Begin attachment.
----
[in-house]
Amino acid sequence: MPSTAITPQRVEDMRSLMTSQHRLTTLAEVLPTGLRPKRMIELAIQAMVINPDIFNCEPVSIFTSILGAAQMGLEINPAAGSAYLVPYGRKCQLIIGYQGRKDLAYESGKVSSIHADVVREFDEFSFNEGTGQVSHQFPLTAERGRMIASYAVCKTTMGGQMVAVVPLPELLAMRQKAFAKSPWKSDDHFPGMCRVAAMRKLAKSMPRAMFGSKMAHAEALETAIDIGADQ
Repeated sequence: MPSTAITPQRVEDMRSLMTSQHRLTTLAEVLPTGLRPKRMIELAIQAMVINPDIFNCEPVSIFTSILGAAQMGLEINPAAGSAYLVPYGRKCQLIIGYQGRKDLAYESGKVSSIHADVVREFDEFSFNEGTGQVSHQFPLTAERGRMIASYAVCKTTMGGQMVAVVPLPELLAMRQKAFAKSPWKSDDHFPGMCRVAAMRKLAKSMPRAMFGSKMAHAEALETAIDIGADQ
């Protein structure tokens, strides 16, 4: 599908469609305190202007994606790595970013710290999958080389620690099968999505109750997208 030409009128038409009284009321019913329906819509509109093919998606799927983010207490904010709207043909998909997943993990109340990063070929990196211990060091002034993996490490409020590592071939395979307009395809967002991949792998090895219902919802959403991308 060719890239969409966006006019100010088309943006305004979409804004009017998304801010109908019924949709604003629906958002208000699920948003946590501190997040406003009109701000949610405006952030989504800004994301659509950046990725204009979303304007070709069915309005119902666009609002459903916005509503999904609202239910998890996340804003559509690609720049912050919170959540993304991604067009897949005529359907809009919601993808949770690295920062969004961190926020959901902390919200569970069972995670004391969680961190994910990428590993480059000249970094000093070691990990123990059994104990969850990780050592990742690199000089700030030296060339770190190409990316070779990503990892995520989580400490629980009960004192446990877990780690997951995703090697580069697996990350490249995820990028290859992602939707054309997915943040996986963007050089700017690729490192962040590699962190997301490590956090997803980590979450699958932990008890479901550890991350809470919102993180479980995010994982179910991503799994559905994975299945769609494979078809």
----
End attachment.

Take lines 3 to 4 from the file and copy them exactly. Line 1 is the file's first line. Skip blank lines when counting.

Repeated sequence: MPSTAITPQRVEDMRSLMTSQHRLTTLAEVLPTGLRPKRMIELAIQAMVINPDIFNCEPVSIFTSILGAAQMGLEINPAAGSAYLVPYGRKCQLIIGYQGRKDLAYESGKVSSIHADVVREFDEFSFNEGTGQVSHQFPLTAERGRMIASYAVCKTTMGGQMVAVVPLPELLAMRQKAFAKSPWKSDDHFPGMCRVAAMRKLAKSMPRAMFGSKMAHAEALETAIDIGADQ
């Protein structure tokens, strides 16, 4: 599908469609305190202007994606790595970013710290999958080389620690099968999505109750997208 030409009128038409009284009321019913329906819509509109093919998606799927983010207490904010709207043909998909997943993990109340990063070929990196211990060091002034993996490490409020590592071939395979307009395809967002991949792998090895219902919802959403991308 060719890239969409966006006019100010088309943006305004979409804004009017998304801010109908019924949709604003629906958002208000699920948003946590501190997040406003009109701000949610405006952030989504800004994301659509950046990725204009979303304007070709069915309005119902666009609002459903916005509503999904609202239910998890996340804003559509690609720049912050919170959540993304991604067009897949005529359907809009919601993808949770690295920062969004961190926020959901902390919200569970069972995670004391969680961190994910990428590993480059000249970094000093070691990990123990059994104990969850990780050592990742690199000089700030030296060339770190190409990316070779990503990892995520989580400490629980009960004192446990877990780690997951995703090697580069697996990350490249995820990028290859992602939707054309997915943040996986963007050089700017690729490192962040590699962190997301490590956090997803980590979450699958932990008890479901550890991350809470919102993180479980995010994982179910991503799994559905994975299945769609494979078809």